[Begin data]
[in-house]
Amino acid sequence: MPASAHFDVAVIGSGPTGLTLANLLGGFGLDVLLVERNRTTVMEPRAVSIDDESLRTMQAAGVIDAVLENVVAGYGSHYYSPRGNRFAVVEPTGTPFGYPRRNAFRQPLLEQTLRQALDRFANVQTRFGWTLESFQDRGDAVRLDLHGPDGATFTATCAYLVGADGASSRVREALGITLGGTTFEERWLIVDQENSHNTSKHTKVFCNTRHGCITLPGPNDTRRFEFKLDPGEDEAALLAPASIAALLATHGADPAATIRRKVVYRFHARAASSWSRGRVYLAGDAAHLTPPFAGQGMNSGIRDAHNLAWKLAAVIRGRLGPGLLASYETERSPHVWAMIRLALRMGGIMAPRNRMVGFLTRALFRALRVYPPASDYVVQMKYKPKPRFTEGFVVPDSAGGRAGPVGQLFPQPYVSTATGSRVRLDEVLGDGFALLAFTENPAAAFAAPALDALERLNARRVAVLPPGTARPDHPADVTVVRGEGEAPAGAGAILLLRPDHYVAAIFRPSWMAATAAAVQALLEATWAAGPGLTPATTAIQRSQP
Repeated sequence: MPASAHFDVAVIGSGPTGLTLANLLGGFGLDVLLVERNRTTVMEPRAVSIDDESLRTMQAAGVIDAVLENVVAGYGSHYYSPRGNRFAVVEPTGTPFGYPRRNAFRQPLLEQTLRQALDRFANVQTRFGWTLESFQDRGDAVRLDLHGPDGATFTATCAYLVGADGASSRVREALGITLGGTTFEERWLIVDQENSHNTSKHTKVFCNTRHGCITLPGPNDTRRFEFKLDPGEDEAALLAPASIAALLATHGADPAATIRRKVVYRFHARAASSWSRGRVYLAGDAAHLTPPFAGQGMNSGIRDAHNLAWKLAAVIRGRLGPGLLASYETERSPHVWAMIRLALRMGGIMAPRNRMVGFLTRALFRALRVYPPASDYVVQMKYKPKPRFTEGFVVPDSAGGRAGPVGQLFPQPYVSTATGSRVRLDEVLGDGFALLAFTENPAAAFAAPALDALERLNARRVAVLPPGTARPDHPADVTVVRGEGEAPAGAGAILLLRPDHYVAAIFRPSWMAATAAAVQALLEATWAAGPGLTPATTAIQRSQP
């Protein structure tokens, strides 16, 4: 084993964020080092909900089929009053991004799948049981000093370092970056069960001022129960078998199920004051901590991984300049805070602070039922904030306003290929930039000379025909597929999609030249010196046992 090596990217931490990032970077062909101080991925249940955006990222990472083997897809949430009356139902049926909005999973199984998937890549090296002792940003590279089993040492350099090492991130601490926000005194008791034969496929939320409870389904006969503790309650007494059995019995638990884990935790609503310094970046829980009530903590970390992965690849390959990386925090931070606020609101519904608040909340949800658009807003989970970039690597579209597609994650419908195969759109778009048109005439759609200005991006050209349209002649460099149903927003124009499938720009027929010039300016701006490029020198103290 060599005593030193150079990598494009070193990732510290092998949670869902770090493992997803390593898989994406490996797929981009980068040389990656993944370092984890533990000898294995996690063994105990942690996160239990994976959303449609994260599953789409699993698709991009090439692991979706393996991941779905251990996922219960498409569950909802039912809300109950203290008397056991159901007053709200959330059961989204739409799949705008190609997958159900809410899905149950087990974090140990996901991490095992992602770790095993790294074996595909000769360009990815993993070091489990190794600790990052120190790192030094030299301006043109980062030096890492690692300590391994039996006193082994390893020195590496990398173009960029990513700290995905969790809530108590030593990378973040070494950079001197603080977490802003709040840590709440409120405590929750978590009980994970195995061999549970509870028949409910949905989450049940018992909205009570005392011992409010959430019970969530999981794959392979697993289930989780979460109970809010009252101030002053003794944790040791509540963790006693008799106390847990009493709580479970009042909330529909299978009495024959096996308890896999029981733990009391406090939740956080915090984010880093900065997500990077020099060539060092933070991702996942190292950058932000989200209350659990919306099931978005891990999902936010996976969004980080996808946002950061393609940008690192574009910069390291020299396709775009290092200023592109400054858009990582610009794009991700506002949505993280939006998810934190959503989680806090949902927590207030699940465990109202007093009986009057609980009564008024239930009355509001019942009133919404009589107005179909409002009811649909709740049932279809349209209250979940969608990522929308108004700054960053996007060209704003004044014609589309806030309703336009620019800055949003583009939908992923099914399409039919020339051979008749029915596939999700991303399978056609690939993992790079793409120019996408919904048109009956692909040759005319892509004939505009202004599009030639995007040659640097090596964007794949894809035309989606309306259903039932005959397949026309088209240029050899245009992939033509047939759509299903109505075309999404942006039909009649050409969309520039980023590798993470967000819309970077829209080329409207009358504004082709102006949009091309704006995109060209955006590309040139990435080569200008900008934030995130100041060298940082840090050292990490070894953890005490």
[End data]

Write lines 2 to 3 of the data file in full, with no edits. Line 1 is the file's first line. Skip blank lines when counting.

Amino acid sequence: MPASAHFDVAVIGSGPTGLTLANLLGGFGLDVLLVERNRTTVMEPRAVSIDDESLRTMQAAGVIDAVLENVVAGYGSHYYSPRGNRFAVVEPTGTPFGYPRRNAFRQPLLEQTLRQALDRFANVQTRFGWTLESFQDRGDAVRLDLHGPDGATFTATCAYLVGADGASSRVREALGITLGGTTFEERWLIVDQENSHNTSKHTKVFCNTRHGCITLPGPNDTRRFEFKLDPGEDEAALLAPASIAALLATHGADPAATIRRKVVYRFHARAASSWSRGRVYLAGDAAHLTPPFAGQGMNSGIRDAHNLAWKLAAVIRGRLGPGLLASYETERSPHVWAMIRLALRMGGIMAPRNRMVGFLTRALFRALRVYPPASDYVVQMKYKPKPRFTEGFVVPDSAGGRAGPVGQLFPQPYVSTATGSRVRLDEVLGDGFALLAFTENPAAAFAAPALDALERLNARRVAVLPPGTARPDHPADVTVVRGEGEAPAGAGAILLLRPDHYVAAIFRPSWMAATAAAVQALLEATWAAGPGLTPATTAIQRSQP
Repeated sequence: MPASAHFDVAVIGSGPTGLTLANLLGGFGLDVLLVERNRTTVMEPRAVSIDDESLRTMQAAGVIDAVLENVVAGYGSHYYSPRGNRFAVVEPTGTPFGYPRRNAFRQPLLEQTLRQALDRFANVQTRFGWTLESFQDRGDAVRLDLHGPDGATFTATCAYLVGADGASSRVREALGITLGGTTFEERWLIVDQENSHNTSKHTKVFCNTRHGCITLPGPNDTRRFEFKLDPGEDEAALLAPASIAALLATHGADPAATIRRKVVYRFHARAASSWSRGRVYLAGDAAHLTPPFAGQGMNSGIRDAHNLAWKLAAVIRGRLGPGLLASYETERSPHVWAMIRLALRMGGIMAPRNRMVGFLTRALFRALRVYPPASDYVVQMKYKPKPRFTEGFVVPDSAGGRAGPVGQLFPQPYVSTATGSRVRLDEVLGDGFALLAFTENPAAAFAAPALDALERLNARRVAVLPPGTARPDHPADVTVVRGEGEAPAGAGAILLLRPDHYVAAIFRPSWMAATAAAVQALLEATWAAGPGLTPATTAIQRSQP